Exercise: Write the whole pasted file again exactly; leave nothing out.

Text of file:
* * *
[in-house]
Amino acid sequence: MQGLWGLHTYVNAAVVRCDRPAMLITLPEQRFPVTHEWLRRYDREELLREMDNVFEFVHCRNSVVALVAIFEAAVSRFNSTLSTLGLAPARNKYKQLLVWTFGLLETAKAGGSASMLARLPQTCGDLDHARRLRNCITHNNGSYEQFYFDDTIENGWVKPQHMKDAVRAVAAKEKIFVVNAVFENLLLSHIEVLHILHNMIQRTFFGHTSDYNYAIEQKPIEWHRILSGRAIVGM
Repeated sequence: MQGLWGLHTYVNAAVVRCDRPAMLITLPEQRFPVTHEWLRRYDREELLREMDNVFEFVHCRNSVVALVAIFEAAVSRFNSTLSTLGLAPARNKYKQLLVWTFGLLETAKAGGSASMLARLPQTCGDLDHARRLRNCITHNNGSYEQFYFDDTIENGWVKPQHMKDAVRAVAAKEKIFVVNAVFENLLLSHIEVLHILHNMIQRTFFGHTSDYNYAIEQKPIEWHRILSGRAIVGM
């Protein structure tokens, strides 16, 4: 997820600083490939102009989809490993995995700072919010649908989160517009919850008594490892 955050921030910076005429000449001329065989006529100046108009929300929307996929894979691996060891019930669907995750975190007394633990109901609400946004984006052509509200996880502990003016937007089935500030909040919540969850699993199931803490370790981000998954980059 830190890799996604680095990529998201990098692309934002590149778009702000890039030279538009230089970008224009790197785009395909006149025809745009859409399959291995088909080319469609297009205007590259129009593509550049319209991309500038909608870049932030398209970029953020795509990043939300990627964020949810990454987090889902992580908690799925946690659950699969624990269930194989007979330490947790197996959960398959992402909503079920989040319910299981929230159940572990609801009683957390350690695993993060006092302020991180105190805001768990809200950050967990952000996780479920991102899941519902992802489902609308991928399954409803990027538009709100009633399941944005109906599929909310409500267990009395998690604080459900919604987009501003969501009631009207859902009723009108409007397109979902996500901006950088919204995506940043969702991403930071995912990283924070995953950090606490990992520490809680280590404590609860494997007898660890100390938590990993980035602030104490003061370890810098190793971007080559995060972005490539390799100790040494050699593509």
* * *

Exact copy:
[in-house]
Amino acid sequence: MQGLWGLHTYVNAAVVRCDRPAMLITLPEQRFPVTHEWLRRYDREELLREMDNVFEFVHCRNSVVALVAIFEAAVSRFNSTLSTLGLAPARNKYKQLLVWTFGLLETAKAGGSASMLARLPQTCGDLDHARRLRNCITHNNGSYEQFYFDDTIENGWVKPQHMKDAVRAVAAKEKIFVVNAVFENLLLSHIEVLHILHNMIQRTFFGHTSDYNYAIEQKPIEWHRILSGRAIVGM
Repeated sequence: MQGLWGLHTYVNAAVVRCDRPAMLITLPEQRFPVTHEWLRRYDREELLREMDNVFEFVHCRNSVVALVAIFEAAVSRFNSTLSTLGLAPARNKYKQLLVWTFGLLETAKAGGSASMLARLPQTCGDLDHARRLRNCITHNNGSYEQFYFDDTIENGWVKPQHMKDAVRAVAAKEKIFVVNAVFENLLLSHIEVLHILHNMIQRTFFGHTSDYNYAIEQKPIEWHRILSGRAIVGM
């Protein structure tokens, strides 16, 4: 997820600083490939102009989809490993995995700072919010649908989160517009919850008594490892 955050921030910076005429000449001329065989006529100046108009929300929307996929894979691996060891019930669907995750975190007394633990109901609400946004984006052509509200996880502990003016937007089935500030909040919540969850699993199931803490370790981000998954980059 830190890799996604680095990529998201990098692309934002590149778009702000890039030279538009230089970008224009790197785009395909006149025809745009859409399959291995088909080319469609297009205007590259129009593509550049319209991309500038909608870049932030398209970029953020795509990043939300990627964020949810990454987090889902992580908690799925946690659950699969624990269930194989007979330490947790197996959960398959992402909503079920989040319910299981929230159940572990609801009683957390350690695993993060006092302020991180105190805001768990809200950050967990952000996780479920991102899941519902992802489902609308991928399954409803990027538009709100009633399941944005109906599929909310409500267990009395998690604080459900919604987009501003969501009631009207859902009723009108409007397109979902996500901006950088919204995506940043969702991403930071995912990283924070995953950090606490990992520490809680280590404590609860494997007898660890100390938590990993980035602030104490003061370890810098190793971007080559995060972005490539390799100790040494050699593509």